Scalia was a reliable conservative voice in cases like Bush v. Gore (2000), which stopped the counting of votes in Florida and gave the election to George W. Bush, and District of Columbia v. Heller (2008), which found that the Second Amendment protected an individual’s right to bear arms.

Yet Scalia’s “originalism” approach to the law also led him to become an ally to criminal defendants; he wrote majority opinions that helped criminal defendants in sentencing cases and in cases involving cross-examination.

Although the Supreme Court is officially nonpartisan, it is often characterized in terms of its liberal and conservative members. With Scalia dead, the Court now numbers eight, meaning that it could rule 4-4 on important cases involving redistricting, affirmative action, and immigration. In the event of such a Supreme Court “tie,” the lower court decision would then stand – unless the confirmation process for a replacement seemed to be progressing and the Court decided to wait and rehear arguments (given the political climate today, this option seems unlikely).

Let’s review how a few key cases before the Supreme Court might play out in the wake of Scalia’s passing.

Texas v. U.S. is the legal challenge brought by Texas and 26 states over President Obama’s executive action on immigration. If the Court were to be tied on this case, the lower court ruling against Obama’s executive action would stand – which would be bad news for the Obama administration and immigrant rights advocates. The best hope for Obama’s program to move forward would be if Justice Anthony Kennedy, who is occasionally a swing vote, sides with the liberal wing of the Court in a 5-3 ruling.

Evenwell v. Abbott is a redistricting case also involving Texas, home to the country’s second-largest Latino population. At issue is whether redistricting should be done on the traditional basis of total population, or on a new criterion of counting actual voters. Conservatives favor the latter approach, because it would shift power from urban areas to rural ones, while not counting children and non-citizens. If the Court reaches a tie here, it would mean a win for the Obama administration and civil rights groups like the Mexican American Legal and Educational Defense Fund, because the lower court struck down the state’s new plan.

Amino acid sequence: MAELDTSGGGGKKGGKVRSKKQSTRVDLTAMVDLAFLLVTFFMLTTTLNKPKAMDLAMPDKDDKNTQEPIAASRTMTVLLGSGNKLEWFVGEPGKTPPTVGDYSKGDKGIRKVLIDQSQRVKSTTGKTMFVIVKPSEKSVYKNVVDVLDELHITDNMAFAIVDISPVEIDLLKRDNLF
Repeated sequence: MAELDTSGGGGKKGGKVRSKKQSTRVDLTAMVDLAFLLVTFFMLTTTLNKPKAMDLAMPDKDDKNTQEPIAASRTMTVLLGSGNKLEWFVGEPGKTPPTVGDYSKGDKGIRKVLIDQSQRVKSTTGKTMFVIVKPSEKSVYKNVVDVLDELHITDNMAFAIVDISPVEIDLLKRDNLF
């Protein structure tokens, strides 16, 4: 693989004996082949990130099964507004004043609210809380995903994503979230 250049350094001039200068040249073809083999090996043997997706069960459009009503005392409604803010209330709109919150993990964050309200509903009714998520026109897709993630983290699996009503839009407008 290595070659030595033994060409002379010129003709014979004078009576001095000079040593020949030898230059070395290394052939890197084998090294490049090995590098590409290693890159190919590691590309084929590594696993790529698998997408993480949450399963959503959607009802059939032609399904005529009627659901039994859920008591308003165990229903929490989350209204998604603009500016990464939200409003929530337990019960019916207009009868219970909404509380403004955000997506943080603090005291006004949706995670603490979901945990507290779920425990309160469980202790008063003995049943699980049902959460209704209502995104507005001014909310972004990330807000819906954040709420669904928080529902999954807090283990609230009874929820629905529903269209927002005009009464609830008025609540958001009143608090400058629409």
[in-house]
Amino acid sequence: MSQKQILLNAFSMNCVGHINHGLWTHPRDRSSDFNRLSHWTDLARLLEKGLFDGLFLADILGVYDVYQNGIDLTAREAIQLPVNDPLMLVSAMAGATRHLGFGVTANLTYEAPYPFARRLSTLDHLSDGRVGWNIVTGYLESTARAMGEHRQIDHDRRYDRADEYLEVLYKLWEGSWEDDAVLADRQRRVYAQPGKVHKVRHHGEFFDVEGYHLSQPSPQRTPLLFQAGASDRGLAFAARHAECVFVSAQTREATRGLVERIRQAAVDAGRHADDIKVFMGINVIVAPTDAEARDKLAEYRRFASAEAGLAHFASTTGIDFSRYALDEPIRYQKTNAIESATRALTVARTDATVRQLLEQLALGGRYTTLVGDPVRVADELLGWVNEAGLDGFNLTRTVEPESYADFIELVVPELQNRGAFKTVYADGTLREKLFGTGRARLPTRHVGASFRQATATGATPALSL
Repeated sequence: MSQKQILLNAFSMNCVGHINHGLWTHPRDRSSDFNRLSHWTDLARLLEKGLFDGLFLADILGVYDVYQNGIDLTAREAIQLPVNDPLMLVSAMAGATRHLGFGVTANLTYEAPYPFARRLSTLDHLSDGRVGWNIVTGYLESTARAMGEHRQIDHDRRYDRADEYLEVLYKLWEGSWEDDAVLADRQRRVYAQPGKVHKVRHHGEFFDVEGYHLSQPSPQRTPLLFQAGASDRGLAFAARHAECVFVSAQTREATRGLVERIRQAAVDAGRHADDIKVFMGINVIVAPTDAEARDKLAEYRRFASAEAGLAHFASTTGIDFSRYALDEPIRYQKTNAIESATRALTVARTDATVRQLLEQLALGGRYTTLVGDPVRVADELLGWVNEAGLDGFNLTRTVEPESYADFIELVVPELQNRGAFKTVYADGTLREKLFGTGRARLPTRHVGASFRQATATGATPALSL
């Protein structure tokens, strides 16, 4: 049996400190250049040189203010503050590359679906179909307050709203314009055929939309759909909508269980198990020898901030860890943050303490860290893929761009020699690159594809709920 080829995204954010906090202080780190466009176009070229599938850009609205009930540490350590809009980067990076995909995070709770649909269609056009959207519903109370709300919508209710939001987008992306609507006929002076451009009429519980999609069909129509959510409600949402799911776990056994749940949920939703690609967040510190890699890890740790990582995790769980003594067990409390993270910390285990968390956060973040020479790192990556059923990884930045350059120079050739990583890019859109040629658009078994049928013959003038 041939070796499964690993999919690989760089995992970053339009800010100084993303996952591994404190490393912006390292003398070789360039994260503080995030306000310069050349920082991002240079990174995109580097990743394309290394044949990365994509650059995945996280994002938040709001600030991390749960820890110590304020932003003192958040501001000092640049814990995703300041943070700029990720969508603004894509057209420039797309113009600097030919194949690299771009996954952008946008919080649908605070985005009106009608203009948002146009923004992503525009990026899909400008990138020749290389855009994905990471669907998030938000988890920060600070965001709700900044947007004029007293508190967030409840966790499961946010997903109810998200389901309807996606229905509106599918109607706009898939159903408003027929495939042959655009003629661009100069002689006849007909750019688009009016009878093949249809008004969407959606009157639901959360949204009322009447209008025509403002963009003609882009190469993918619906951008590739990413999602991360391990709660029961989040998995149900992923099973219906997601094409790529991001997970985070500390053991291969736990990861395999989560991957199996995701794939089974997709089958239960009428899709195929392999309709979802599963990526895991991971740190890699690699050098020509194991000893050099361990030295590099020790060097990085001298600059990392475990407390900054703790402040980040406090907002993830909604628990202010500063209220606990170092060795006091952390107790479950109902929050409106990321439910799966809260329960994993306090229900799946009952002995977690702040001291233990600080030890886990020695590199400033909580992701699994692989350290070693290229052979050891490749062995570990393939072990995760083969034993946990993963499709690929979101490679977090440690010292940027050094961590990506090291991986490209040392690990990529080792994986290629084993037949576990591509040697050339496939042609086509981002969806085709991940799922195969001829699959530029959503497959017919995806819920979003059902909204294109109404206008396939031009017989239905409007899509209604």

Fisher v. University of Texas is an affirmative action case challenging the University of Texas’ use of race and ethnicity as a factor in admissions. Because Justice Elena Kagan worked on this case while she was U.S. Solicitor General, she was already recused from its resolution. So the conservative wing of the Court will still have the edge here; a 4-3 vote to chip away at affirmative action in public education seems likely.

Other major cases currently before the court involve restrictions on abortion (another Texas case) and the right of unions to collect fees from members.

Supreme Court issues and rulings may seem arcane and convoluted – and indeed sometimes they are. However, Latinos have much at stake in the Court’s current term, and the upcoming fight over a successor to Scalia could well determine whether our civil rights are expanded or diminished. A few Hispanic names have been mentioned as a possible nominee to replace Scalia: Mariano "Tino" Florentino-Cuéllar, a Supreme Court judge in California who was born in Mexico and would be the first Mexican American on the Supreme Court, as well as Circuit Court judge Adalberto J. Jordan, a Cuban-American.

This is definitely one Supreme Court term deserving of Latinos’ attention.